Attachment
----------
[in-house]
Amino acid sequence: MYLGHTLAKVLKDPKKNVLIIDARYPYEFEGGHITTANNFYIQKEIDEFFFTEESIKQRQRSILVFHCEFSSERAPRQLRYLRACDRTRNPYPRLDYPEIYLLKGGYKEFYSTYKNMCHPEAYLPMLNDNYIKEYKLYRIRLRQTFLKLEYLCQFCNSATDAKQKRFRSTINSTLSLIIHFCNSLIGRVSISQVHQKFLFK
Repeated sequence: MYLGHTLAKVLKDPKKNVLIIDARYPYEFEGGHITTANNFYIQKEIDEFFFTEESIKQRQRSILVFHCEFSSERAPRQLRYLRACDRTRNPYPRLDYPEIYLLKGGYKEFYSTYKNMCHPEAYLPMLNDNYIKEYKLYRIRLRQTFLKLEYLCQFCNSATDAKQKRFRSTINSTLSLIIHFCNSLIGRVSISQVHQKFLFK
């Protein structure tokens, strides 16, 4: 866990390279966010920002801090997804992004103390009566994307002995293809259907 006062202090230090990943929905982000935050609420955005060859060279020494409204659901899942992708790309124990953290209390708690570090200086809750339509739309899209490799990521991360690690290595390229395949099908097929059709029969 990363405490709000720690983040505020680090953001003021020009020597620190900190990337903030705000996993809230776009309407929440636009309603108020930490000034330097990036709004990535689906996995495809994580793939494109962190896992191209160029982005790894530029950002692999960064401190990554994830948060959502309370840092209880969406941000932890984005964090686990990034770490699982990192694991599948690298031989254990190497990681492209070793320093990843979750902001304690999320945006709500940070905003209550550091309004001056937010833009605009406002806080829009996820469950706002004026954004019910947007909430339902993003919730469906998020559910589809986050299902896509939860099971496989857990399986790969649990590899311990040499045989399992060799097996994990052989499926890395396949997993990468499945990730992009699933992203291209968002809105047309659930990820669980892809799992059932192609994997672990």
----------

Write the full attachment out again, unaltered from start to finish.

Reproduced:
[in-house]
Amino acid sequence: MYLGHTLAKVLKDPKKNVLIIDARYPYEFEGGHITTANNFYIQKEIDEFFFTEESIKQRQRSILVFHCEFSSERAPRQLRYLRACDRTRNPYPRLDYPEIYLLKGGYKEFYSTYKNMCHPEAYLPMLNDNYIKEYKLYRIRLRQTFLKLEYLCQFCNSATDAKQKRFRSTINSTLSLIIHFCNSLIGRVSISQVHQKFLFK
Repeated sequence: MYLGHTLAKVLKDPKKNVLIIDARYPYEFEGGHITTANNFYIQKEIDEFFFTEESIKQRQRSILVFHCEFSSERAPRQLRYLRACDRTRNPYPRLDYPEIYLLKGGYKEFYSTYKNMCHPEAYLPMLNDNYIKEYKLYRIRLRQTFLKLEYLCQFCNSATDAKQKRFRSTINSTLSLIIHFCNSLIGRVSISQVHQKFLFK
């Protein structure tokens, strides 16, 4: 866990390279966010920002801090997804992004103390009566994307002995293809259907 006062202090230090990943929905982000935050609420955005060859060279020494409204659901899942992708790309124990953290209390708690570090200086809750339509739309899209490799990521991360690690290595390229395949099908097929059709029969 990363405490709000720690983040505020680090953001003021020009020597620190900190990337903030705000996993809230776009309407929440636009309603108020930490000034330097990036709004990535689906996995495809994580793939494109962190896992191209160029982005790894530029950002692999960064401190990554994830948060959502309370840092209880969406941000932890984005964090686990990034770490699982990192694991599948690298031989254990190497990681492209070793320093990843979750902001304690999320945006709500940070905003209550550091309004001056937010833009605009406002806080829009996820469950706002004026954004019910947007909430339902993003919730469906998020559910589809986050299902896509939860099971496989857990399986790969649990590899311990040499045989399992060799097996994990052989499926890395396949997993990468499945990730992009699933992203291209968002809105047309659930990820669980892809799992059932192609994997672990």